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1 June 2008 Increased per capita herbivory in the shade: Necessity, feedback, or luxury consumption
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Leaf chemistry and physiology vary with light environment and are often thought to directly affect herbivory patterns. Biotic (e.g., parasitoids and predators) and abiotic (e.g., temperature, relative humidity) factors known to influence herbivory also co-vary with light environment. Irrespective of mechanism, light-based differences in herbivore damage must be the result of variable herbivore abundance, per capita effects, or both. We examined the effect of light environment on leaf defence and leaf nutritional quality in Lindera benzoin (Lauraceae) and relate this to the abundance and impact of its lepidopteran herbivore Epimecis hortaria (Lepidoptera: Geometridae). In this system we consistently observe greater natural field herbivory in shade habitats relative to high light habitats, despite similar herbivore abundances; differences in herbivory are therefore most likely attributable to different per capita impacts of herbivores across environments. Potential herbivore behaviours responsible for the observed field pattern include increased foraging per day and longer developmental periods in shade habitats. A more complete understanding of observed herbivory patterns requires incorporating variation in herbivore behaviour as influenced by abiotic or biotic factors that co-vary with the different light environments.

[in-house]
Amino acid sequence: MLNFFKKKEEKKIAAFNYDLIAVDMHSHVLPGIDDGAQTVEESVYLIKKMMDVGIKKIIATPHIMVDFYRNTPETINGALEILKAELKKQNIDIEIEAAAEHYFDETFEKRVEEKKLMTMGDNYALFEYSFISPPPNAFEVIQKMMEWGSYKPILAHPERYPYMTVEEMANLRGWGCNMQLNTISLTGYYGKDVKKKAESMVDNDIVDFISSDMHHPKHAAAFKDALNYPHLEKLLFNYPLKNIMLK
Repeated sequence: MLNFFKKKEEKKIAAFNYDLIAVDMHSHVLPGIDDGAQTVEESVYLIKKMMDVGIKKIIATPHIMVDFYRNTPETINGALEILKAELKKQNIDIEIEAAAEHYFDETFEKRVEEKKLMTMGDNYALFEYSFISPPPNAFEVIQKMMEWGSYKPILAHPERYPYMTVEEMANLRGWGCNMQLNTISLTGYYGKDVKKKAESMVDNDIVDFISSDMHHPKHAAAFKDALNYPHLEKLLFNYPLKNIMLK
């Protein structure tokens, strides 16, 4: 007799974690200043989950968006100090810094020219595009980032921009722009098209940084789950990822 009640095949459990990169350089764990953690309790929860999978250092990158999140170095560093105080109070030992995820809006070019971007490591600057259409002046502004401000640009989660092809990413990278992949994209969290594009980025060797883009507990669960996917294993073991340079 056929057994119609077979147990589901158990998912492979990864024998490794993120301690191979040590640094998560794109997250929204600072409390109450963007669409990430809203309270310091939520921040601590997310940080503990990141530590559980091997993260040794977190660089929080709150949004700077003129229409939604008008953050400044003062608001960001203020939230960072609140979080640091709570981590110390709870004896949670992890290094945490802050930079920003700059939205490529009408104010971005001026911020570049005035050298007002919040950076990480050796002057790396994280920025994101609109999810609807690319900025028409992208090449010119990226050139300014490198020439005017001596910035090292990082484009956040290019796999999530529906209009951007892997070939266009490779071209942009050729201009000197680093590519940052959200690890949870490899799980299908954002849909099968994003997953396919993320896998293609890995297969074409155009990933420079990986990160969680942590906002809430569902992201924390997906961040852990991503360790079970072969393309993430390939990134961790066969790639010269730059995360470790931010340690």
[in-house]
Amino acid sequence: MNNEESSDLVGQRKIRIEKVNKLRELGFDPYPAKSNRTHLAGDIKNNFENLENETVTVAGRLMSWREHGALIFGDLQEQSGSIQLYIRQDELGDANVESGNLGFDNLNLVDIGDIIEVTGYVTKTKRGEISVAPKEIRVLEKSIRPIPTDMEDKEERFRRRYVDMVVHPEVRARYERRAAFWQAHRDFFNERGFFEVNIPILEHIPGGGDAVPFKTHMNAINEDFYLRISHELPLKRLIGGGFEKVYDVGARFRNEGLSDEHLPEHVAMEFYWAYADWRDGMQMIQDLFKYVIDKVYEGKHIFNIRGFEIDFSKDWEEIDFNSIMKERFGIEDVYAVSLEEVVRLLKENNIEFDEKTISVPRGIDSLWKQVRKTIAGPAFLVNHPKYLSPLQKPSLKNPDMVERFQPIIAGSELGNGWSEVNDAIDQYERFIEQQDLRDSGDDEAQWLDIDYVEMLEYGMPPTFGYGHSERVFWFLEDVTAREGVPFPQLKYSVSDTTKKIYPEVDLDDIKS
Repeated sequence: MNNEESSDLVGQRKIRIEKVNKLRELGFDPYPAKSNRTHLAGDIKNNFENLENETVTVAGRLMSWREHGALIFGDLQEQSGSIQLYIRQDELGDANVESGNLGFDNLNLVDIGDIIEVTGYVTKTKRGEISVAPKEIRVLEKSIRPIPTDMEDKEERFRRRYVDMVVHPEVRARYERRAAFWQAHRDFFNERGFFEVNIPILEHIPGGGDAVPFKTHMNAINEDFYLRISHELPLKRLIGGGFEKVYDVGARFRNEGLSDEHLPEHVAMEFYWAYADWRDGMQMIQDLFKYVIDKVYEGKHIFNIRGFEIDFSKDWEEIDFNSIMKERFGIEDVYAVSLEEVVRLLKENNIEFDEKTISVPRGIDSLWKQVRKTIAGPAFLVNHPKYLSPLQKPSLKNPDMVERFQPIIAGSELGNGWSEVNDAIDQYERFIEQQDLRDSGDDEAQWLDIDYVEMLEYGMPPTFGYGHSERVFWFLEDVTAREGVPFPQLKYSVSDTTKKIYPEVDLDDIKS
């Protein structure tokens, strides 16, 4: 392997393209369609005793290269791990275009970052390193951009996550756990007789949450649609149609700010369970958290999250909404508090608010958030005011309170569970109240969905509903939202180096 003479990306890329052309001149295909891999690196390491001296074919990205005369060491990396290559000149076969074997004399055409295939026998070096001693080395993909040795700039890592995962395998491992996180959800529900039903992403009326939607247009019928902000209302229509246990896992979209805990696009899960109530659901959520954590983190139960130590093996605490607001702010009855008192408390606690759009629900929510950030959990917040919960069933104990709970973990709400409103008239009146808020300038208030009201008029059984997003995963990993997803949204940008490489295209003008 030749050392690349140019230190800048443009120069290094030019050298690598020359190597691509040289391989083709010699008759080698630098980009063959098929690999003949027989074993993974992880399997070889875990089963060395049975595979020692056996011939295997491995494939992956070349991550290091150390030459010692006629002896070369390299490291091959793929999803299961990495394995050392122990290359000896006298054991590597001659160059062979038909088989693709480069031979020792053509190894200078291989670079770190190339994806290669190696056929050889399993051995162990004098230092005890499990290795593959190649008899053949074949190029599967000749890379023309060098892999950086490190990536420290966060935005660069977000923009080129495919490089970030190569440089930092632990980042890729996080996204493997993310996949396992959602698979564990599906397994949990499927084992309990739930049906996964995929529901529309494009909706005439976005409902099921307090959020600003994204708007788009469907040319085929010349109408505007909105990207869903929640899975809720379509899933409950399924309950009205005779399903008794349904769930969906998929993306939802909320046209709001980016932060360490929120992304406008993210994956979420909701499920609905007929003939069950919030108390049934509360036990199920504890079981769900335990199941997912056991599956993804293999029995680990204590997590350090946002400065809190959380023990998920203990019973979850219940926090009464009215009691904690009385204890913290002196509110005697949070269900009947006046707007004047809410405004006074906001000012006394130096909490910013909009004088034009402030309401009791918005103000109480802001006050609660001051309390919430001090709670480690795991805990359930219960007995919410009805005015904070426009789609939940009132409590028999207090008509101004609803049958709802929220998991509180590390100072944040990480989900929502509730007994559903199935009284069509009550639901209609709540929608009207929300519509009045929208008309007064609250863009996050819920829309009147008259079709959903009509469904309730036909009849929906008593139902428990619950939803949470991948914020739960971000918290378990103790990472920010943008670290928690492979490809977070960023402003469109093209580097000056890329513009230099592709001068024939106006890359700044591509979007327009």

Nomenclature: Gleason & Cronquist, 1991.

Norris Z. Muth, Emily C. Kluger, Jennifer H. Levy, Marten J. Edwards, and Richard A. Niesenbaum "Increased per capita herbivory in the shade: Necessity, feedback, or luxury consumption," Ecoscience 15(2), 182-188, (1 June 2008).
Received: 11 April 2007; Accepted: 1 August 2007; Published: 1 June 2008

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